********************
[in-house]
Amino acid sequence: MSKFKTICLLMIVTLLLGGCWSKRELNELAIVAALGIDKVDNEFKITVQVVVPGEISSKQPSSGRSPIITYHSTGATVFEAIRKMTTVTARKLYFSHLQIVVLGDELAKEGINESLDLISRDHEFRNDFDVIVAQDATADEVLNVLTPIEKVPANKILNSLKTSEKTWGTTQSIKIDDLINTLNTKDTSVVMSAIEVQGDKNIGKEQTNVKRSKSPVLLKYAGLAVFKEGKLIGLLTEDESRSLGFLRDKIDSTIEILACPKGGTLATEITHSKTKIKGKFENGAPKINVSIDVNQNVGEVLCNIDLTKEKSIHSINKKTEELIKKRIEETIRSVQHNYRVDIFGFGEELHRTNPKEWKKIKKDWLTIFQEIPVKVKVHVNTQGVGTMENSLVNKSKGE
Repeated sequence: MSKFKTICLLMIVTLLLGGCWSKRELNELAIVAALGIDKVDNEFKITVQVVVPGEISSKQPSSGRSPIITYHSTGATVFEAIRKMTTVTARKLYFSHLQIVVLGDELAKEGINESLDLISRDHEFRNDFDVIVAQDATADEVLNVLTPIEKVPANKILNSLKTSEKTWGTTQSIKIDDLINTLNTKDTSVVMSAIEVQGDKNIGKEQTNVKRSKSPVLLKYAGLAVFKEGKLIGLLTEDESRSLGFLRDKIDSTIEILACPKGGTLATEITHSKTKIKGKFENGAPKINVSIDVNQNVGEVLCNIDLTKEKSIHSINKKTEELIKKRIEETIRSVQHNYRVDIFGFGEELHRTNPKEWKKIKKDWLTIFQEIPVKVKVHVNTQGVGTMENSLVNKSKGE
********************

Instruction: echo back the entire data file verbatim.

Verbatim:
[in-house]
Amino acid sequence: MSKFKTICLLMIVTLLLGGCWSKRELNELAIVAALGIDKVDNEFKITVQVVVPGEISSKQPSSGRSPIITYHSTGATVFEAIRKMTTVTARKLYFSHLQIVVLGDELAKEGINESLDLISRDHEFRNDFDVIVAQDATADEVLNVLTPIEKVPANKILNSLKTSEKTWGTTQSIKIDDLINTLNTKDTSVVMSAIEVQGDKNIGKEQTNVKRSKSPVLLKYAGLAVFKEGKLIGLLTEDESRSLGFLRDKIDSTIEILACPKGGTLATEITHSKTKIKGKFENGAPKINVSIDVNQNVGEVLCNIDLTKEKSIHSINKKTEELIKKRIEETIRSVQHNYRVDIFGFGEELHRTNPKEWKKIKKDWLTIFQEIPVKVKVHVNTQGVGTMENSLVNKSKGE
Repeated sequence: MSKFKTICLLMIVTLLLGGCWSKRELNELAIVAALGIDKVDNEFKITVQVVVPGEISSKQPSSGRSPIITYHSTGATVFEAIRKMTTVTARKLYFSHLQIVVLGDELAKEGINESLDLISRDHEFRNDFDVIVAQDATADEVLNVLTPIEKVPANKILNSLKTSEKTWGTTQSIKIDDLINTLNTKDTSVVMSAIEVQGDKNIGKEQTNVKRSKSPVLLKYAGLAVFKEGKLIGLLTEDESRSLGFLRDKIDSTIEILACPKGGTLATEITHSKTKIKGKFENGAPKINVSIDVNQNVGEVLCNIDLTKEKSIHSINKKTEELIKKRIEETIRSVQHNYRVDIFGFGEELHRTNPKEWKKIKKDWLTIFQEIPVKVKVHVNTQGVGTMENSLVNKSKGE